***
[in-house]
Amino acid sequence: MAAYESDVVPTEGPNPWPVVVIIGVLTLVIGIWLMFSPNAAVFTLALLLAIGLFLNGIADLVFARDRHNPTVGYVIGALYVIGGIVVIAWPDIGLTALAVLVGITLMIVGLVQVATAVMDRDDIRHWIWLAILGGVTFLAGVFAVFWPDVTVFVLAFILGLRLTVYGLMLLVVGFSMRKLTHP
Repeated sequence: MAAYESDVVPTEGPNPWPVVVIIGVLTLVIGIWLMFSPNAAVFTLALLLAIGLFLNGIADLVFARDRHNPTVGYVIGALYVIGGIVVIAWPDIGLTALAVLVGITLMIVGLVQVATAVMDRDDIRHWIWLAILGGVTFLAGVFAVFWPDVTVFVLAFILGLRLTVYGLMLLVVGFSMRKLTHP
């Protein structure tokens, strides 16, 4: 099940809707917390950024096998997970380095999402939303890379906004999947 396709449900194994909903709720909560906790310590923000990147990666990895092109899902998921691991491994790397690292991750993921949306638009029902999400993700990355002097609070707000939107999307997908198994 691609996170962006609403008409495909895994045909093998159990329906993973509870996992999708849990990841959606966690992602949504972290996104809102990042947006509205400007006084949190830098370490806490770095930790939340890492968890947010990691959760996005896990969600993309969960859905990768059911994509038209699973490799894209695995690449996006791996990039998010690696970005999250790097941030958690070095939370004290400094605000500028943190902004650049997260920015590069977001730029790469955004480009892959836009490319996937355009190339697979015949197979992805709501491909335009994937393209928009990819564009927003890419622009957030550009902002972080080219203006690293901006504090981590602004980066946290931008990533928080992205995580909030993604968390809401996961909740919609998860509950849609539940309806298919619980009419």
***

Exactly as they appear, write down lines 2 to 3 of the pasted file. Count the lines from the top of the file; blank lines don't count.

Amino acid sequence: MAAYESDVVPTEGPNPWPVVVIIGVLTLVIGIWLMFSPNAAVFTLALLLAIGLFLNGIADLVFARDRHNPTVGYVIGALYVIGGIVVIAWPDIGLTALAVLVGITLMIVGLVQVATAVMDRDDIRHWIWLAILGGVTFLAGVFAVFWPDVTVFVLAFILGLRLTVYGLMLLVVGFSMRKLTHP
Repeated sequence: MAAYESDVVPTEGPNPWPVVVIIGVLTLVIGIWLMFSPNAAVFTLALLLAIGLFLNGIADLVFARDRHNPTVGYVIGALYVIGGIVVIAWPDIGLTALAVLVGITLMIVGLVQVATAVMDRDDIRHWIWLAILGGVTFLAGVFAVFWPDVTVFVLAFILGLRLTVYGLMLLVVGFSMRKLTHP